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Google and Facebook are gonna hate Apple's new privacy-preserving online ads

Google and Facebook are gonna hate Apple's new privacy-preserving online ads

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  • Apple is raising the bar on privacy with a new service that tracks effectiveness of ads while preserving consumer privacy. It is clever and potentially a big challenge to FB and Google.

  • Apple: We will go to great lengths to stop third parties from collecting our users' private information.

    Also Apple: We will go to great lengths to collect and monetize our users' private information to improve our bottom line.

  • Apple says the proposed solution will allow advertisers to measure the effectiveness of their ad campaigns on the web without compromising on your privacy.

    This effectively means an advertiser can know that you bought an item by clicking an ad — called ad conversion — but won’t posses any identifiable information about you.

  • This will provide greater privacy through obfuscation of user data. A smart move from Apple who relies less on ad revenue than Facebook and Google.

    #apple #privacy

  • Interesting. This sounds like it could be a fairly significant step toward a less-intrusive internet ad economy. The tech uses your browser as a middleman between the website where you saw an ad and the website which placed the ad. Currently, if you click an ad, it sends all the data it can to both the

    Interesting. This sounds like it could be a fairly significant step toward a less-intrusive internet ad economy. The tech uses your browser as a middleman between the website where you saw an ad and the website which placed the ad. Currently, if you click an ad, it sends all the data it can to both the ad’s owner and its host. With this, your browser strips out all the personal identification data and waits 24-48 hours before sending the only the basic info needed to gauge if an ad campaign is working. Your unique personal data remains solely on your own computer.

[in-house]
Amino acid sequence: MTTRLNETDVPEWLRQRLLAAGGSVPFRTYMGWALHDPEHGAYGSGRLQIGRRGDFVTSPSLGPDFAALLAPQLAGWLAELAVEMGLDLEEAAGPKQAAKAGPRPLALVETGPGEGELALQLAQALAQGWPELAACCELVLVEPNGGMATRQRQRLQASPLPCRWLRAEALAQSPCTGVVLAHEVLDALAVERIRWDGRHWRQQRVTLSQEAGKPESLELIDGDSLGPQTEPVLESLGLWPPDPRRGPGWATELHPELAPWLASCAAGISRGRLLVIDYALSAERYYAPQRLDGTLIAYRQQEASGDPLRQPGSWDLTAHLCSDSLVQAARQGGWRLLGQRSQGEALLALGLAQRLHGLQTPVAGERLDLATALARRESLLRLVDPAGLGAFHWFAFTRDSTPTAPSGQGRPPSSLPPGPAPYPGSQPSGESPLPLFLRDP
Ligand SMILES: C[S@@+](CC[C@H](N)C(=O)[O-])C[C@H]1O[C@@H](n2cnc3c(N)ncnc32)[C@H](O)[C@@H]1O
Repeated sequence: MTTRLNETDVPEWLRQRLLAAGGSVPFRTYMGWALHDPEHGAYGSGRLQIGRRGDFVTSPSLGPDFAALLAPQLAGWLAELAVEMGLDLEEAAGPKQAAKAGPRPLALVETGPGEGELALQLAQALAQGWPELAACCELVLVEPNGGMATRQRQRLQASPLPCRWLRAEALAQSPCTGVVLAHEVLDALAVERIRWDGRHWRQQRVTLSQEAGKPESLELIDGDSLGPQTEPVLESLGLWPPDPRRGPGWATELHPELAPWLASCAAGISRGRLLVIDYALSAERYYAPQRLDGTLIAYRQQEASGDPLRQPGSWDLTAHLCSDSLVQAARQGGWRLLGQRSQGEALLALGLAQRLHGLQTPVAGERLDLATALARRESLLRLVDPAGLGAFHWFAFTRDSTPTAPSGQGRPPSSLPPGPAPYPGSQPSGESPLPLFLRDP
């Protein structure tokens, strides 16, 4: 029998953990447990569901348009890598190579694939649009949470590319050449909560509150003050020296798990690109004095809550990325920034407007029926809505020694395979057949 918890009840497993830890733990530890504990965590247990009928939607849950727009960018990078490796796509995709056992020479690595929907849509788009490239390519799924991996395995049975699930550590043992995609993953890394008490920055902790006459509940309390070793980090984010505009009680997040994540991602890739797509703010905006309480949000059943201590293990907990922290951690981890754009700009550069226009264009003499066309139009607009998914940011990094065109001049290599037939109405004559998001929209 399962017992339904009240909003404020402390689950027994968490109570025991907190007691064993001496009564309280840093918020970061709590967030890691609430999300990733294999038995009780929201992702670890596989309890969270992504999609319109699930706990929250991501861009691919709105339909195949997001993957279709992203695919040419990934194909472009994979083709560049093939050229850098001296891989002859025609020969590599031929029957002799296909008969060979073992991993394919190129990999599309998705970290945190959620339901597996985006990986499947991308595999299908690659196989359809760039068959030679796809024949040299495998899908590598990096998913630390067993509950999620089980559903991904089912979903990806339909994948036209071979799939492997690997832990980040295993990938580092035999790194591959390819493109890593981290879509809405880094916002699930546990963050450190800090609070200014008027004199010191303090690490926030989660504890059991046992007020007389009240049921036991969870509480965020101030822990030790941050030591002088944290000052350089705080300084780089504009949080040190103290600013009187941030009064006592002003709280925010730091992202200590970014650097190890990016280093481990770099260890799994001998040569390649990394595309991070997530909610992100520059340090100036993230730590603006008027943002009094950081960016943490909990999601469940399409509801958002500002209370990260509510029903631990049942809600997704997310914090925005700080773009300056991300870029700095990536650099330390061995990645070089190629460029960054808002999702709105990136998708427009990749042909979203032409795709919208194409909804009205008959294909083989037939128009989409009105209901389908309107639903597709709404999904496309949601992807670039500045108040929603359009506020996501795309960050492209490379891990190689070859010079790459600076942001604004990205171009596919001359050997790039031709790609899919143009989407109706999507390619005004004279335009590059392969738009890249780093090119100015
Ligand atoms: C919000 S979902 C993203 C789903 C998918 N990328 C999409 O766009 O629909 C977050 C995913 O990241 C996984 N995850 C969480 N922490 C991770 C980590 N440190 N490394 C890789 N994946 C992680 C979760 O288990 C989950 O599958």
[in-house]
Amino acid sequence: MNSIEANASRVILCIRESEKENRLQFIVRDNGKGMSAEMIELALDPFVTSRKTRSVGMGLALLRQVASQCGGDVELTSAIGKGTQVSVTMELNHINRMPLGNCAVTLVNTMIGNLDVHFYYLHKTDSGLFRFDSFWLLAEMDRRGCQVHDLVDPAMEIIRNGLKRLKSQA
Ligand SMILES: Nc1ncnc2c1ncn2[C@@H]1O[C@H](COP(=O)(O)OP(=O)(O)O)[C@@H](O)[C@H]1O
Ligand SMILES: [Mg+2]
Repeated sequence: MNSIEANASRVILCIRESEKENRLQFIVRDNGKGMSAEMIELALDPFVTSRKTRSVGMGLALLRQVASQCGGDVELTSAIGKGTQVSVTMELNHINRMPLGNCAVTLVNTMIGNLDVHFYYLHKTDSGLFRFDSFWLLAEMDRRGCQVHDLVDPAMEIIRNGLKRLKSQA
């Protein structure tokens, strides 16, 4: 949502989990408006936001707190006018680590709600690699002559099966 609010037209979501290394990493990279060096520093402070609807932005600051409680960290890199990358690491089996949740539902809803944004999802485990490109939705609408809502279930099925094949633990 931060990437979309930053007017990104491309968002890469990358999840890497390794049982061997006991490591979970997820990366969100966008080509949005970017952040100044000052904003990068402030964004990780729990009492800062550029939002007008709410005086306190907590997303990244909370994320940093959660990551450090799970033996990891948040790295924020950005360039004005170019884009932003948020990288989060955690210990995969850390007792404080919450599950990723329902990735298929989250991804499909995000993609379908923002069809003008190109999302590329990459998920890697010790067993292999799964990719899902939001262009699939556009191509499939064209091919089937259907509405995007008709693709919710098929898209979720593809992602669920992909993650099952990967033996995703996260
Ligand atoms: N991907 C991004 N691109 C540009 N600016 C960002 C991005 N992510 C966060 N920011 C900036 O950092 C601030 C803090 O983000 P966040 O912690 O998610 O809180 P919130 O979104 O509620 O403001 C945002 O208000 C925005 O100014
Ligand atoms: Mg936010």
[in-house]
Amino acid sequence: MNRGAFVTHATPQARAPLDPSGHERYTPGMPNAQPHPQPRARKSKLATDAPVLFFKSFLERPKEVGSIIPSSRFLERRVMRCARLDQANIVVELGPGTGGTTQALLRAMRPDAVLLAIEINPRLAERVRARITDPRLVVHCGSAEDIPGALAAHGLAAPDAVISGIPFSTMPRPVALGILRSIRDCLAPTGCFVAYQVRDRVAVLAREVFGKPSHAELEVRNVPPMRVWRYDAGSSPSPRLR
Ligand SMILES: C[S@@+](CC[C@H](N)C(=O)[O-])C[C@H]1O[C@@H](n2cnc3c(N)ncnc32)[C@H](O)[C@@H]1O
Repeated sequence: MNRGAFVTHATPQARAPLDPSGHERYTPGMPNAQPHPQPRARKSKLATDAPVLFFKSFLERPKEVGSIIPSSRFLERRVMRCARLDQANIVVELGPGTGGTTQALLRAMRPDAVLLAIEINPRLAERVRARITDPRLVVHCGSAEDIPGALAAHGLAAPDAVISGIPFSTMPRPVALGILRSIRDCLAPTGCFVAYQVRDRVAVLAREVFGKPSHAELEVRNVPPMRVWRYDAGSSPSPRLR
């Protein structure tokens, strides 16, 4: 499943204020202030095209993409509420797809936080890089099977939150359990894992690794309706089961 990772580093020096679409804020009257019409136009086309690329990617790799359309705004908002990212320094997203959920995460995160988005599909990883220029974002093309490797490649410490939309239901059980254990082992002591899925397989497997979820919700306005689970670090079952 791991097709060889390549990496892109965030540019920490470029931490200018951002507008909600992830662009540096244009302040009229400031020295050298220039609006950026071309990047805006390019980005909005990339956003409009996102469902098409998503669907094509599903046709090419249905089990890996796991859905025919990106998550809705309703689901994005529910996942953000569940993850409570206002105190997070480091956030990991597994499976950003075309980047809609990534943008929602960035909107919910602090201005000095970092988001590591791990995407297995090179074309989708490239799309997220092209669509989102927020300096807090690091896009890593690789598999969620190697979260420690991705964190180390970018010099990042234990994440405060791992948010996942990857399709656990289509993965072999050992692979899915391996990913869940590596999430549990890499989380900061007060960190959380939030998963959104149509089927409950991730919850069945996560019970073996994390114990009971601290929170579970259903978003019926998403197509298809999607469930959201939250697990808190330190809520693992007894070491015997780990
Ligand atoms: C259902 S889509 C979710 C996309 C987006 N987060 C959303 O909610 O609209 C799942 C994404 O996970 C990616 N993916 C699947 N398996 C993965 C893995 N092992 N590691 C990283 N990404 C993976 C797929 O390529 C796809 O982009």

Instead of the involved companies seeing that “John Doe clicked an ad on Site A at 11:32 AM on Sunday 5/25/19 and then purchased the relevant item on Site B a few minutes later”, Site A would just see that “a user clicked an ad for Site B and made a purchase”, Site B would just see that “a customer made a purchase after clicking an ad on Site A”, and the ad host would just see that “Site B’s ad on Site A led to a purchase.” This way, all the relevant companies can still measure the effectiveness of an ad, but buying something through an ad won’t result in those companies gaining access to your identity or your purchasing or browsing history.

    It’s plainly obvious by now that the justification of “showing better/more relevant ads” is complete junk. Customers would rather see ads based on what site they’re on, like seeing ads based on what magazine they’re reading or what show they’re watching. Giving up troves of personal info for companies to exploit and sell in exchange for “relevant” ads is not a fair trade.

    Assuming it works as advertised, this should push online advertising toward a less intrusive and more sustainable model. Apple is making a very smart move here by betting that, by taking concrete steps to improve user privacy while its biggest competitors engage heavily in surveillance and info-brokering, it can improve and retain customer goodwill in the long run. They also would be getting out ahead of any upcoming privacy legislation, potentially giving them a nice leg up on the competition if and when the law cracks down on corporate surveillance.

  • How long until safari users start seeing the "for best results in this website please switch to chrome" banner...

  • Apple’s planned solution for Safari won’t block ads and allow advertisers to attribute clicks — but won’t pass on identifiable information about users

  • When I will track you “less” is a winning argument...

  • Apple has had a longer history and much greater credibility and reputation and protecting the privacy of its consumers. For the past 5 years, Apple has been battling district courts that have been demanding Apple to extract content, data and photos from iPhones.

  • I will have to check WWDC 2019 which is going to hold June 4.

    I guess that Apple will disclose detail of new privacy policy.